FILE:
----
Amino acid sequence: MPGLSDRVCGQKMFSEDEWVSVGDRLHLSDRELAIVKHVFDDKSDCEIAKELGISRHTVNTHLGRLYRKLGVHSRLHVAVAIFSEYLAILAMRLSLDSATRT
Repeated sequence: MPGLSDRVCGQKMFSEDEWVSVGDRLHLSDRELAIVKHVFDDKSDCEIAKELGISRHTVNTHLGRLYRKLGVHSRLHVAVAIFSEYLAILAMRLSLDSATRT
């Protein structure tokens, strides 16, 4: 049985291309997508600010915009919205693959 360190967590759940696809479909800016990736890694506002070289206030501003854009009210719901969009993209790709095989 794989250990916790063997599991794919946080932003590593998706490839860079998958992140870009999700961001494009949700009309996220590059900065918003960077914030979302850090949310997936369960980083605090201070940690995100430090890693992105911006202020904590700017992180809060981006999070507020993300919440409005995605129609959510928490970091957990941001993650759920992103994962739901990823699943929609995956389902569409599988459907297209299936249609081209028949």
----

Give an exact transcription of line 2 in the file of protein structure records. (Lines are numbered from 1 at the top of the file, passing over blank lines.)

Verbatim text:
Repeated sequence: MPGLSDRVCGQKMFSEDEWVSVGDRLHLSDRELAIVKHVFDDKSDCEIAKELGISRHTVNTHLGRLYRKLGVHSRLHVAVAIFSEYLAILAMRLSLDSATRT